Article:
Job seekers meet increasingly bizarre interviewers

London, January 29:

Never mind the ‘where do you see yourself five years from now?’ approach, modern recruitment techniques seem to be influenced more by Jackass than by traditional HR principles. Whether it’s asking candidates to sing songs and gurn — despite both activities being conspicuously absent from the job description — or group interviewees being asked to perform the haka, employers are increasingly engaged in a battle of the bizarre.

Jonathan Dobkin, director of employment agency Connections, has more than 20 years of experience dealing with recruiters. “After a while there’s no doubt that interviewing people does get boring, so some recruiters try to spice things up,” he says. “There is probably an element that the interviewers have a bit of a laugh about it and maybe have a bet at the beginning of the day to see how many candidates they can get to go along with it and see what they can get away with.”

While it’s depressing for job-hunters to have their future livelihood in the hands of japesters, it should not come as a surprise. A clear indication of the increasing craziness of recruiters can be found in the ever-stranger ways that employers try to appeal to candidates. Adverts in papers and stalls at recruitment fairs are no longer enough — employers want to grab people’s imaginations.

Advertising agency TBWA interviewed 160 graduates in a Pop Idol-style challenge where candidates had to deliver a three-minute plea for employment before learning whether they were hired or fired. T-Mobile has started to run speed-dating style recruitment events where candidates have to impress bosses, and king of the search, Google, had a stand at the 40th Anniversary Star Trek Convention looking for potential candidates.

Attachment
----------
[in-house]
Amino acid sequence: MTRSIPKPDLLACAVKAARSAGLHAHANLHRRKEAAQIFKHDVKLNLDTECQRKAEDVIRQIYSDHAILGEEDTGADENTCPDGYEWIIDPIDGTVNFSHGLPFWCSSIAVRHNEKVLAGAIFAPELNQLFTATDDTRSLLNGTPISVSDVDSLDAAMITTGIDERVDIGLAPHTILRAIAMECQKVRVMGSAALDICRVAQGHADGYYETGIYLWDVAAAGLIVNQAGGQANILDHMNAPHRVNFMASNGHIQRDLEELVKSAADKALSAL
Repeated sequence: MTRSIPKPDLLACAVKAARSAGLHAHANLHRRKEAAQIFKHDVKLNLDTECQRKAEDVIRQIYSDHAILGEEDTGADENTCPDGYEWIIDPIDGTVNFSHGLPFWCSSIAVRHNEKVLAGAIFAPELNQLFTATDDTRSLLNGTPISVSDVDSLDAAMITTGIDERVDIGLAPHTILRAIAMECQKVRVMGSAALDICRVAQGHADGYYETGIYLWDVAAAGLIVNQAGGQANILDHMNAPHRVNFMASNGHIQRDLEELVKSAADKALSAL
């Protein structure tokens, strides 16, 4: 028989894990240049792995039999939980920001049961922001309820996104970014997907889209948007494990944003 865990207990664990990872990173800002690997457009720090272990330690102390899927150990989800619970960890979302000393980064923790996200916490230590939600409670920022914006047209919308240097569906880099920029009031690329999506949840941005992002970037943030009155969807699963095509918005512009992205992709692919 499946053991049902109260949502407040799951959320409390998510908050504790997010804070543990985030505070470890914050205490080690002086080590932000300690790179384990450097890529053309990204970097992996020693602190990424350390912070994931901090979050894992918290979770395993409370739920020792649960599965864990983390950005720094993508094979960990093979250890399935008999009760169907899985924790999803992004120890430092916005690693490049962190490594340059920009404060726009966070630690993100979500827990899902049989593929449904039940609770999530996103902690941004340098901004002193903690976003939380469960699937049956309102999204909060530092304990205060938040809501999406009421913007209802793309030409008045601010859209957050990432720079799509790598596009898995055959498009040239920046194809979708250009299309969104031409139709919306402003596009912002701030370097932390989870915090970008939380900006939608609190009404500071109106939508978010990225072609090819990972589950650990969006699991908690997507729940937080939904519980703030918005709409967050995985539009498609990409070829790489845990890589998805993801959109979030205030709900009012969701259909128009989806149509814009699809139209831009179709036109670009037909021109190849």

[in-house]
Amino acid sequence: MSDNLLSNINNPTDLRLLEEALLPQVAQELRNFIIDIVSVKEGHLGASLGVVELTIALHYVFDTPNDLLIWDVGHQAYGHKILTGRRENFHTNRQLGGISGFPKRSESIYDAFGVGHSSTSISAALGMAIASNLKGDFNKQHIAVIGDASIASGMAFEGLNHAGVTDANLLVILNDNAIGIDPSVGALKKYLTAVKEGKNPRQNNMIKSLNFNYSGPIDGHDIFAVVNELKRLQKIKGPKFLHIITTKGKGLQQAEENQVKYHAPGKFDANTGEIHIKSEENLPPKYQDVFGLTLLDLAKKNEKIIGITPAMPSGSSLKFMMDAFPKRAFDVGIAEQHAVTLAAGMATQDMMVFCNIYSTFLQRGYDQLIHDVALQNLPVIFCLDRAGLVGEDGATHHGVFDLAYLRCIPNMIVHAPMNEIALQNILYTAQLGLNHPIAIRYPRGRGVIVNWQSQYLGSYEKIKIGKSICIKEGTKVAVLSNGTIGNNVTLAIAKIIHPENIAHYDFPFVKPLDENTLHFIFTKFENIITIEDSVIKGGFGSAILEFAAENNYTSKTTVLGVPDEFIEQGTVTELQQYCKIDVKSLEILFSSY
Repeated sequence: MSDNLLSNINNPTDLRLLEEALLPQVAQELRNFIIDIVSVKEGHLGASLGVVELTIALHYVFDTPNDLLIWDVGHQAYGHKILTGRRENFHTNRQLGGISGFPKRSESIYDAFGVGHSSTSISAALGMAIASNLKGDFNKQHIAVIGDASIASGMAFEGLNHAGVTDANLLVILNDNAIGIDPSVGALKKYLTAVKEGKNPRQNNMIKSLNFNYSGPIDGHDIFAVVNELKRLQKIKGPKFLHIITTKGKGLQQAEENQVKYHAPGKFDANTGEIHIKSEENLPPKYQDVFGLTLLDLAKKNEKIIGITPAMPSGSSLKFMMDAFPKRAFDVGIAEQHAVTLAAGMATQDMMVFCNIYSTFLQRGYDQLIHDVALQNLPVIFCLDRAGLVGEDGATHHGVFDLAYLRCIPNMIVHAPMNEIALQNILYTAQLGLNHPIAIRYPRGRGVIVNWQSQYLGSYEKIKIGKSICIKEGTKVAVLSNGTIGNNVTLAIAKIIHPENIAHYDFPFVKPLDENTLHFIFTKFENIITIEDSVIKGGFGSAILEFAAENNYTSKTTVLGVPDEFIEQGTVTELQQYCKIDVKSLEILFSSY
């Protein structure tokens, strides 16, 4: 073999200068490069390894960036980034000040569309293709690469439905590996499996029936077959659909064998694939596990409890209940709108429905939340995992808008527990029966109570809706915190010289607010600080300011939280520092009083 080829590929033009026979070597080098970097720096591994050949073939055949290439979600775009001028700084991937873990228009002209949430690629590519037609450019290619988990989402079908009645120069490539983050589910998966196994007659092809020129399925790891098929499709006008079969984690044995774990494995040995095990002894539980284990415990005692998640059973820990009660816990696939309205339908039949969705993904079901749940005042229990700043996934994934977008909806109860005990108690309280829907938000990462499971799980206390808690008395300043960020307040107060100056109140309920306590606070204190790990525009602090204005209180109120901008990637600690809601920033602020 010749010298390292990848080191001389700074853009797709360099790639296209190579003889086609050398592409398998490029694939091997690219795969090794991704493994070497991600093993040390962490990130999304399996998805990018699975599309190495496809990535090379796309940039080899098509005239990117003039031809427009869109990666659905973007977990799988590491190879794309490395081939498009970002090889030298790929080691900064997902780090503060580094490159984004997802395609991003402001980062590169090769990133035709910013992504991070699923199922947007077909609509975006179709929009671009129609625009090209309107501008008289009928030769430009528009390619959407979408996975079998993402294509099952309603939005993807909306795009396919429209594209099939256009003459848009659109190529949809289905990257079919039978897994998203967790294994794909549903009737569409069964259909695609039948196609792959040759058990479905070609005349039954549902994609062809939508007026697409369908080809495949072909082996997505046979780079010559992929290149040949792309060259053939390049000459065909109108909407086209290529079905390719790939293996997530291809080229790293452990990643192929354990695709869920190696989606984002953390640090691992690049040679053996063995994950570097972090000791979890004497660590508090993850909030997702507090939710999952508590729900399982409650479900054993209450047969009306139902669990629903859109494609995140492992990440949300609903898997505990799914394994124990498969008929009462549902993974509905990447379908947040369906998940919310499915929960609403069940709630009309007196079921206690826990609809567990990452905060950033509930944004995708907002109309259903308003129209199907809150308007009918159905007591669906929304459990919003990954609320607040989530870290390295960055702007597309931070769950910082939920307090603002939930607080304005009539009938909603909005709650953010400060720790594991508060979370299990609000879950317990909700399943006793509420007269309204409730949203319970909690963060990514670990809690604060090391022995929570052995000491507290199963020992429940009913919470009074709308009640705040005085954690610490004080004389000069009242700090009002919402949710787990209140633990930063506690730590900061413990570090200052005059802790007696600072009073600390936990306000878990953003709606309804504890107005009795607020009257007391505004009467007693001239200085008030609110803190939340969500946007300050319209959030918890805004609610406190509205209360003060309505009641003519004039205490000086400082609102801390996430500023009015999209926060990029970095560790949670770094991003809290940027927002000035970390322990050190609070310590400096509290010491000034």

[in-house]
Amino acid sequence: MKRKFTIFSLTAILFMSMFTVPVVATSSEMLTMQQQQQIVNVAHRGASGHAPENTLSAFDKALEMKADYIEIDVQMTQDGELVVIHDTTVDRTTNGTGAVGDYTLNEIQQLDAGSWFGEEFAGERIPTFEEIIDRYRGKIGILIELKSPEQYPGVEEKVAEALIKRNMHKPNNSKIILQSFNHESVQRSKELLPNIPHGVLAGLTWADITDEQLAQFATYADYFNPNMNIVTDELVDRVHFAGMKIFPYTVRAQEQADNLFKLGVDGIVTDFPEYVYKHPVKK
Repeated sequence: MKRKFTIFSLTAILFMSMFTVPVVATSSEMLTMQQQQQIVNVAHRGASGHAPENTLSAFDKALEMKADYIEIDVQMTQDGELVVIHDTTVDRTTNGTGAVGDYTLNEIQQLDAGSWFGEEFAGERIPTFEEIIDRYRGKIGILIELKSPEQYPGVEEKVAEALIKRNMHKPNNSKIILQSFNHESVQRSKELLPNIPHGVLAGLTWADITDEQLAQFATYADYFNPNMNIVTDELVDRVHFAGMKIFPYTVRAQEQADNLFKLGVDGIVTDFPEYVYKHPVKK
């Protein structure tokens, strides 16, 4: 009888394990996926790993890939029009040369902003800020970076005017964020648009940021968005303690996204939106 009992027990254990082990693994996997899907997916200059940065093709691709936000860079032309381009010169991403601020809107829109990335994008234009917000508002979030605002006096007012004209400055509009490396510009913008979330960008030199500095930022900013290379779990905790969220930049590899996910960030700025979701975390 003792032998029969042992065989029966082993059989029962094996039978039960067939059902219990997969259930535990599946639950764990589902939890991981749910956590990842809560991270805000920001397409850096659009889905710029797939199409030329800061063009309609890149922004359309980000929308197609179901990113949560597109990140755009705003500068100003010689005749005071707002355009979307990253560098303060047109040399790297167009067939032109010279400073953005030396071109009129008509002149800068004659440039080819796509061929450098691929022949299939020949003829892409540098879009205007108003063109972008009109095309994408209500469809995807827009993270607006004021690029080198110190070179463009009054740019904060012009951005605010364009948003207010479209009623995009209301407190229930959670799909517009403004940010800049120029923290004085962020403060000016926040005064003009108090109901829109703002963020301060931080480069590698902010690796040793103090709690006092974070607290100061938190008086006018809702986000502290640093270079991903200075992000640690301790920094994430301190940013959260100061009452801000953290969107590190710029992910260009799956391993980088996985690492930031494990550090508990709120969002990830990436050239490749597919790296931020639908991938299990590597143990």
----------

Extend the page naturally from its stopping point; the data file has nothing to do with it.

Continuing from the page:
According to Tom Hadley, of the UK’s Recruitment and Employment Confederation (REC), these wacky approaches are only to be expected. “It’s a jobseeker’s market at the moment. We do a monthly report which shows that demand for staff in many sectors has increased significantly for the last three years, so there’s massive demand out there. There are so many messages flying around that you have to work harder to make sure yours gets across, so we are seeing more innovation.”

All of which makes it even stranger that when employers have finally got a pool of potential employees, they get really odd. “I know one company who operate in a call-centre environment,” says Jonathan Dobkin. “They want to know that you are capable of talking concisely, so they ask everybody going for telesales roles to impersonate Trevor McDonald.

“I’ve also heard of a company who have taken the next step from simple psychometric testing — and plug all of their candidates into a lie detector. I think they do it to find out about any lies on CVs.”

How to be efficient

LONDON: The secret is simple - make a list and do the hardest thing first. Now comes the hard part: doing it Now is the time for efficiency; February is almost upon us and it’s make things happen andwith a bit of luck you’ll be told you can knock off early. So, what’s the secret of becoming a workplace dynamo? The first rule of efficient working is simple: make a list. It might not sound the kind of revolutionary idea. It might even seem like the kind of thing your grandma would tell you to do. But give it a chance. Sometimes the old stuff really works. At the very least, you’ll be able to get rid of all those scrawled Post-it notes, overdue Outlook reminders and nagging suspicions in the back of your mind about things you’ve been meaning to do since September. — The Guardian